The basic federal jurisdiction statutes are 28 U.S.C. §§ 1331 and 1332, which confer "federal question" and "diversity" jurisdiction, respectively. Federal jurisdiction may also be conferred by federal statutes regulating specific subject matter. District courts have "original jurisdiction of all civil actions arising under the Constitution, laws, or treaties of the United States." 28 U.S.C. § 1331. "Most federal-question jurisdiction cases are those in which federal law creates a cause of action. A case may also arise under federal law where 'it appears that some substantial, disputed question of federal law is a necessary element of one of the well-pleaded state claims.'" Wander v. Kaus, 304 F.3d 856, 858 (9th Cir. 2002) (quoting Franchise Tax Bd. of Cal. v. Constr. Laborers Vacation Trust for S. Cal., 463 U.S. 1, 13 (1983)). The "well-pleaded complaint rule" provides that federal jurisdiction exists only when a federal question is presented on the face of the plaintiff's properly pleaded complaint. California v. United States, 215 F.3d 1005, 1014 (9th Cir. 2000).

"'Arising under' federal jurisdiction only arises . . . when the federal law does more than just shape a court's interpretation of state law; the federal law must be at issue." Int'l Union of Operating Eng'rs v. County of Plumas, 559 F.3d 1041, 1045 (9th Cir. 2009). The mere presence of a federal issue does not automatically confer federal-question jurisdiction, and passing references to federal statutes do not create a substantial federal question. Lippitt v. Raymond James Fin. Servs., Inc., 340 F.3d 1033, 1040-41 (9th Cir. 2003); Rains v. Criterion Sys., Inc., 80 F.3d 339, 344 (9th Cir. 1996). "When a claim can be supported by alternative and independent theories -- one of which is a state law theory and one of which is a federal law theory -- federal question jurisdiction does not attach because federal law is not a necessary element of the claim." Rains, 80 F.3d at 346. See also Lippitt, 340 F.3d at 1043.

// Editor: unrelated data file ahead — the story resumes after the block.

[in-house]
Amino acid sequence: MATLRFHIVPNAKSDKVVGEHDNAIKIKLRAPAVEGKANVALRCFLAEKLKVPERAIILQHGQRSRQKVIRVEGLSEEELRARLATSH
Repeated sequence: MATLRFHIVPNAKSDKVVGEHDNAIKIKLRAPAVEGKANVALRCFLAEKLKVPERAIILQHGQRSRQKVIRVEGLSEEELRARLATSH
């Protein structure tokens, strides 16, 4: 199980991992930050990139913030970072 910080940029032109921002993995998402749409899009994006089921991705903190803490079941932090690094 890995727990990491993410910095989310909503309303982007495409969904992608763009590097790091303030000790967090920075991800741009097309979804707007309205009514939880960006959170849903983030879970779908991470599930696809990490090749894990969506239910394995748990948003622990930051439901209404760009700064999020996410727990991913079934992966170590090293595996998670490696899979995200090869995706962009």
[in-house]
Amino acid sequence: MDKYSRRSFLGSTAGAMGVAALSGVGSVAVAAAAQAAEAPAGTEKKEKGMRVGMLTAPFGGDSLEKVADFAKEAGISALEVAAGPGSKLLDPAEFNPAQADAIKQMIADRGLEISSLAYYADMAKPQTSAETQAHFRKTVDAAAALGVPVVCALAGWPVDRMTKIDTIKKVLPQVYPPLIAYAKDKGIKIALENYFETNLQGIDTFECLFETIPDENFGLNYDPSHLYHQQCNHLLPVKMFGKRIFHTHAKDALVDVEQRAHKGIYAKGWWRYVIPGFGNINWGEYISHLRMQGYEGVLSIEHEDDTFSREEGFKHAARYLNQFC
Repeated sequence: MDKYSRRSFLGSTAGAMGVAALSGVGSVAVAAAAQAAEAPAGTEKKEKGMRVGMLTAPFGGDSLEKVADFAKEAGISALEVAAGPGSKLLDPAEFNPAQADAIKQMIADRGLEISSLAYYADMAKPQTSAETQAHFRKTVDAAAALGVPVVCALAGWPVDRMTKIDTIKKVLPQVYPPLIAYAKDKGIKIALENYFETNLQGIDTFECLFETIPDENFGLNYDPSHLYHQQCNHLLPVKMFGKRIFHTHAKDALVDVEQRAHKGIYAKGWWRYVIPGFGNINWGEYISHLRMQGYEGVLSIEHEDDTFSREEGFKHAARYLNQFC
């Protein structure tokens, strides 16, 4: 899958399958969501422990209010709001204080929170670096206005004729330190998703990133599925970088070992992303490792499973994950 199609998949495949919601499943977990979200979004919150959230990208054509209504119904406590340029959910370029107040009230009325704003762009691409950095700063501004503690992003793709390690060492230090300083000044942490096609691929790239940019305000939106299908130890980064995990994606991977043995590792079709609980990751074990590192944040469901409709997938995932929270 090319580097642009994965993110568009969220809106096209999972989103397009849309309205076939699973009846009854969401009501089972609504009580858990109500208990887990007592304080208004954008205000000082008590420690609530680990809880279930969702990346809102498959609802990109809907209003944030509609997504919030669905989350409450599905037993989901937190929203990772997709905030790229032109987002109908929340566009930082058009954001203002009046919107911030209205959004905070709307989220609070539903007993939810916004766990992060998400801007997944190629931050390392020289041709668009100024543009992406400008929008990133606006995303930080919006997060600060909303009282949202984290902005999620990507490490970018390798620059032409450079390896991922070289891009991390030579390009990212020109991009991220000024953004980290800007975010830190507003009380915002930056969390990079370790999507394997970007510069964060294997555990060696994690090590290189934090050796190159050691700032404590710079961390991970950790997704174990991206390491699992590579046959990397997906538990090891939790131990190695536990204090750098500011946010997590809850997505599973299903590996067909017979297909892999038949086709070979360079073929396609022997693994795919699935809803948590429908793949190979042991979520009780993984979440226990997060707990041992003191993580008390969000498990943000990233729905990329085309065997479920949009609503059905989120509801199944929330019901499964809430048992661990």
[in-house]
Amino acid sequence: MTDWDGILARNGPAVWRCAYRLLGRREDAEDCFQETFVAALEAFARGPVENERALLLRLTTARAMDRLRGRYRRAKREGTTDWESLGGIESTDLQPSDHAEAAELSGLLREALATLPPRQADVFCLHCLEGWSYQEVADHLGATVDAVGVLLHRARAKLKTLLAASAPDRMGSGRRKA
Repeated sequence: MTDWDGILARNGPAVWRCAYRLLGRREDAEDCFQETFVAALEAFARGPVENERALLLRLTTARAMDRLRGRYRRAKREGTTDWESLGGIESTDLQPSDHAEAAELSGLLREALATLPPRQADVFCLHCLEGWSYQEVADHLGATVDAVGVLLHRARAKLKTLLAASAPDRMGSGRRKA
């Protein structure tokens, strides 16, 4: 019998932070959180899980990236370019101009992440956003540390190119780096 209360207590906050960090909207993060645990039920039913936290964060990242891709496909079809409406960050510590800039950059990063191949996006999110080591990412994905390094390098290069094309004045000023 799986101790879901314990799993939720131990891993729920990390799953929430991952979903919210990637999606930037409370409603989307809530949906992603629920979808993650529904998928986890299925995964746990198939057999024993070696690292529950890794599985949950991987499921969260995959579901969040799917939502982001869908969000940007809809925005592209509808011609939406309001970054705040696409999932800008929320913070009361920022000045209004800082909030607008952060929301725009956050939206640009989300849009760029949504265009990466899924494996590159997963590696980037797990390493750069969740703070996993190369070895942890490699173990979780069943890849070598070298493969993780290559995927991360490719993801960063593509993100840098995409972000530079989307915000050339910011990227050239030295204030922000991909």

Finally, plaintiff's complaint does not state a cause of action or allege the factual allegations underlying that cause of action. Although the Federal Rules of Civil Procedure adopt a flexible pleading policy, a complaint must give the defendant fair notice of the plaintiff's claims and must allege facts that state the elements of each claim plainly and succinctly. Fed. R. Civ. P. 8(a)(2); Jones v. Community Redev. Agency, 733 F.2d 646, 649 (9th Cir. 1984). "A pleading that offers 'labels and conclusions' or 'a formulaic recitation of the elements of cause of action will not do.' Nor does a complaint suffice if it tenders 'naked assertions' devoid of 'further factual enhancements.'" Ashcroft v. Iqbal, 556 U.S.662, ---, 129 S. Ct. 1937, 1949 (2009) (quoting Twombly, 550 U.S. at 555, 557. A plaintiff must allege with at least some degree of particularity overt acts which the defendants engaged in that support the plaintiff's claims. Jones, 733 F.2d at 649.

Accordingly, for all of the reasons cited above, plaintiff's complaint will be dismissed for failure to state a claim.